Panama, the Port and the Intermodal: A Pretty Big Deal

There was a neat op ed in the Baltimore Sun (“Cargo transfer facility well worth state’s investment“) yesterday by MTC Logistics president Harry Halpert.  MTC Logistics, now a huge warehousing and storage operation that “links Baltimore to the world,” grew from a local cold storage company based in Charm City that has been owned by the same family for the last 100 years.

Mr. Halpert wrote about the importance of readying our state and our Port for the opportunities brought by the Panama Canal expansion over two thousand miles away.  This expansion, which we’ve talked about before, means huge (literally) new business through the Port of Baltimore, which is now being deepened for significantly larger ships to come through Panama.

And, somewhere between Baltimore and Washington, a new “intermodal” facility will be located along the CSX rail line to enable freight to be trucked from the Port and placed onto double-stacked trains, sending it out efficiently across the East Coast and – more significantly – opening up new markets throughout the Midwest.

A decision has yet to be made on where that new facility will be built: a long and deliberate federal process has narrowed the list down to just four candidates in the state, two of which are right here in Howard County.  To come from that facility, Mr. Halpert lists “more than 200 new jobs during construction and approximately 7,200 jobs during the first 20 years of the facility’s operation” and “approximately $8.8 billion in cumulative economic benefits by 2034, and nearly $400 million in tax revenues for state and local government.”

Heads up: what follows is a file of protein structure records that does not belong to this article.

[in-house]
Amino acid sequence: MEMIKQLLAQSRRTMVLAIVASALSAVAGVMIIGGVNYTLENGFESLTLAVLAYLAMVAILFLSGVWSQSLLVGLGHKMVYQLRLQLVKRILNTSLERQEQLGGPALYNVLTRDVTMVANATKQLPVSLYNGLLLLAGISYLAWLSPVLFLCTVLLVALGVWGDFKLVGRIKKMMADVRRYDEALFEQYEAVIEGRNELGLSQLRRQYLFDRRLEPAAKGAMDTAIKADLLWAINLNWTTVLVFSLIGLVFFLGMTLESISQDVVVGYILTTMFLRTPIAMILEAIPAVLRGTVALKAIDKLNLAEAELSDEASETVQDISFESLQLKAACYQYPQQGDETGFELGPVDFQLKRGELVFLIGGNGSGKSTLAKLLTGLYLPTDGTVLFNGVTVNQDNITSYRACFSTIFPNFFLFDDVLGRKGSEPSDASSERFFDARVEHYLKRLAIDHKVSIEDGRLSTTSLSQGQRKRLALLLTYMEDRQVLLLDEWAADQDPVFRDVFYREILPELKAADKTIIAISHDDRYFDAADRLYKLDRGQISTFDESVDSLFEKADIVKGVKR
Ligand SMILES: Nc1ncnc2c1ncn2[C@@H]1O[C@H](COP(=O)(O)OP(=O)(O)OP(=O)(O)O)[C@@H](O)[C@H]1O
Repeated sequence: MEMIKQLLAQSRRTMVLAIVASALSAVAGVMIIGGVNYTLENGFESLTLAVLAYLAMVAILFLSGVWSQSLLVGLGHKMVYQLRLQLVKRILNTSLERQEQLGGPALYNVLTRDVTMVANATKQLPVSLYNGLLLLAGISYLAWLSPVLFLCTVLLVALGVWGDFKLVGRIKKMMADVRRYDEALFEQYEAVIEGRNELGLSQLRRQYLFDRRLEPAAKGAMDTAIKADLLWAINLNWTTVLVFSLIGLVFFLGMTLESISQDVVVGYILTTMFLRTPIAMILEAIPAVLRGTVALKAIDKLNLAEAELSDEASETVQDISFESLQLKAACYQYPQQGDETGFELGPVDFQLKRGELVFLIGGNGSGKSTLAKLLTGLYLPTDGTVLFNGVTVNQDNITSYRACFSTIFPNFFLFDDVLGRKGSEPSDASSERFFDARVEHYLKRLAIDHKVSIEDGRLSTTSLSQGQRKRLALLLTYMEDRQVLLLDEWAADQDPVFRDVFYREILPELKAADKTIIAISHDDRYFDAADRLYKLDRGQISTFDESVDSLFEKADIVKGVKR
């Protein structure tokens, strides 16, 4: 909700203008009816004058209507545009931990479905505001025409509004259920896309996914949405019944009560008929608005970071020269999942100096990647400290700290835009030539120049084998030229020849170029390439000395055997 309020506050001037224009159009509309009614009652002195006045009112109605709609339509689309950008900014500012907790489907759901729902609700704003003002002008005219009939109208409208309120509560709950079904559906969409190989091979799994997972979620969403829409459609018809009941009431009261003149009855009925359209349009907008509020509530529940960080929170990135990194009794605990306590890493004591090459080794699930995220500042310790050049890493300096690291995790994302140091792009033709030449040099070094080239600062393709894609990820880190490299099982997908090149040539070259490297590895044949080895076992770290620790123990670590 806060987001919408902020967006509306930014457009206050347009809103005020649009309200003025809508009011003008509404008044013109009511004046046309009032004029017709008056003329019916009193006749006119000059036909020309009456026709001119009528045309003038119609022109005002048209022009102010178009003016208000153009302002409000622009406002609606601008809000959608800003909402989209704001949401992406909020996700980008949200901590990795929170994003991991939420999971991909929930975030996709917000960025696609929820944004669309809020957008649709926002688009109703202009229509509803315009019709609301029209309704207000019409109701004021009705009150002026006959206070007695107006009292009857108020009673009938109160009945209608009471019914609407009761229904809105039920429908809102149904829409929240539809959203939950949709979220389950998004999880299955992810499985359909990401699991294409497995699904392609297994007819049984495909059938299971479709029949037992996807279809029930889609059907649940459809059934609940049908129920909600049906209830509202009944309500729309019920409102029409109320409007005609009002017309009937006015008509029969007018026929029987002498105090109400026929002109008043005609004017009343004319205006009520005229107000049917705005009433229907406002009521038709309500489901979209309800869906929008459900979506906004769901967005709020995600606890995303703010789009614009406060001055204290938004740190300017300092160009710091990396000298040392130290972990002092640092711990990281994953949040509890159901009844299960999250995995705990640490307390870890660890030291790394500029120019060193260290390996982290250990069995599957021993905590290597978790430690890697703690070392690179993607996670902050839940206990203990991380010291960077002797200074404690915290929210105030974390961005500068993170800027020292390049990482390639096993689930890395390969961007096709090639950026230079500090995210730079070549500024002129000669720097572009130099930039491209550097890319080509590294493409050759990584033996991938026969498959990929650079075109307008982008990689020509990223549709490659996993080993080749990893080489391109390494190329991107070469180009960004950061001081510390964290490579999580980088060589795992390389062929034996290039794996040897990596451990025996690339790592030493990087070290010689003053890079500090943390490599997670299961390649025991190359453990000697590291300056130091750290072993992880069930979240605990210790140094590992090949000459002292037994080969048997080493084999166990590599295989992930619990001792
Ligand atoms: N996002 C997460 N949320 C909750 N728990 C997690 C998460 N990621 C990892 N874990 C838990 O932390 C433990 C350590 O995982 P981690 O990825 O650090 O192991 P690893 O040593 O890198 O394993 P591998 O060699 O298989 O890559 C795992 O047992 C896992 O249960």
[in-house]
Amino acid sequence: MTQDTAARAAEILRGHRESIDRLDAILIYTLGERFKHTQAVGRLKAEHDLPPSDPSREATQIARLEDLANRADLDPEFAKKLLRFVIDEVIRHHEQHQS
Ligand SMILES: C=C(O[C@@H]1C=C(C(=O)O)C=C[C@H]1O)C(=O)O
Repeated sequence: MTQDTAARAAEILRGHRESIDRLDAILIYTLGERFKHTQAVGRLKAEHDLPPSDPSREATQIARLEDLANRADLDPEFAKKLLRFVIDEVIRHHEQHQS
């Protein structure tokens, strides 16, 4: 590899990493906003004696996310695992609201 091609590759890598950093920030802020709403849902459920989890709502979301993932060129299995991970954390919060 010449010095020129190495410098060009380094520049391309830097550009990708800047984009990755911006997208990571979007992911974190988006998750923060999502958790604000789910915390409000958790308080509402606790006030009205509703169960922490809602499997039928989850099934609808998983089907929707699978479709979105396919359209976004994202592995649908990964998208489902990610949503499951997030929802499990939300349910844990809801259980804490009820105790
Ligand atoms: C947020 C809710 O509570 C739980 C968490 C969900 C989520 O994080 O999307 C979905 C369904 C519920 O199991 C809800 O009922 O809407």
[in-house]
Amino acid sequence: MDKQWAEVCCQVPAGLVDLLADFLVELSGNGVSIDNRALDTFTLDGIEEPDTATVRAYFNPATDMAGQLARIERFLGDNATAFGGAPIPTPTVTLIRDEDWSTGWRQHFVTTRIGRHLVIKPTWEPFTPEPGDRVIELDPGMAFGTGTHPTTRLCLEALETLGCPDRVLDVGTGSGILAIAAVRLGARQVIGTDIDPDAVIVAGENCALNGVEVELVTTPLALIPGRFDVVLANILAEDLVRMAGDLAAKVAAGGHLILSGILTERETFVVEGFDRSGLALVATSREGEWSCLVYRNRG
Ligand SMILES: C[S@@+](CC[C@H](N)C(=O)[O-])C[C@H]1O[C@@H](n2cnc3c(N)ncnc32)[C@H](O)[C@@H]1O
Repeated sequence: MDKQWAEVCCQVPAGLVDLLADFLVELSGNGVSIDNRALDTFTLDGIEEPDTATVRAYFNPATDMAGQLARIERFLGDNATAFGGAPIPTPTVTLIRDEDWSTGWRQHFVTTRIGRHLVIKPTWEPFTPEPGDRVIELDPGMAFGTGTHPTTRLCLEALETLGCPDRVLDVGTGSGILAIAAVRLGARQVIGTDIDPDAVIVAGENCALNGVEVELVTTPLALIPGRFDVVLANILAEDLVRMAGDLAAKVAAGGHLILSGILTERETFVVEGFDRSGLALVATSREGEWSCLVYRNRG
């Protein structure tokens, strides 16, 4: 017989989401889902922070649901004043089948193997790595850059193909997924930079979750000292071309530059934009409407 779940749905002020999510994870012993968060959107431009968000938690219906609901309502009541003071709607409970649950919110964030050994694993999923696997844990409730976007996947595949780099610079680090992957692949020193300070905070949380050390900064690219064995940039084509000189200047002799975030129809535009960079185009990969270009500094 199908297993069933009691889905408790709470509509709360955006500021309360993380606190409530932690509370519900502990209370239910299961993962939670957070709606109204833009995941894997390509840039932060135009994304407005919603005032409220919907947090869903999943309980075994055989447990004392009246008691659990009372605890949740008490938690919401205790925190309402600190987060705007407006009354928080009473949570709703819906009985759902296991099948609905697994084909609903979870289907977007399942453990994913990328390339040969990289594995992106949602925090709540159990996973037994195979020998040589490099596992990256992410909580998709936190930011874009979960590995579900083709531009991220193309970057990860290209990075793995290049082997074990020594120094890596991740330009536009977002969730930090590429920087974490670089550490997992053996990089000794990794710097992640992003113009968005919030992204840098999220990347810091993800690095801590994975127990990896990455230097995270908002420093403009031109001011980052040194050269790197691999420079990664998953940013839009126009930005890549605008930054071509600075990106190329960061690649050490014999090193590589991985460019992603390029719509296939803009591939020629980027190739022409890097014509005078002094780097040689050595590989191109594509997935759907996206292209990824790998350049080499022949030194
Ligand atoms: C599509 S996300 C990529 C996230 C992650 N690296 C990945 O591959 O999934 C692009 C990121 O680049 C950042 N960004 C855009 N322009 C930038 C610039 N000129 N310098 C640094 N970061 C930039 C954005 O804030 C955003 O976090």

According to Mr. Halpert – and news to me – are the environmental benefits to the state: that “the expanded use of rail transportation will reduce long-haul truck traffic and cut the emission of greenhouse gases” for “cleaner and less congested roads” and that “the facility itself will operate in a clean fashion, relying on electric, zero-emission cranes and technology designed to reduce truck idling time.”

This is a pretty big deal.  With the Port of Baltimore expansion to be finished next year, and the Panama Canal widening in 2014, we are approaching what looks to be a new era of transport for the state of Maryland.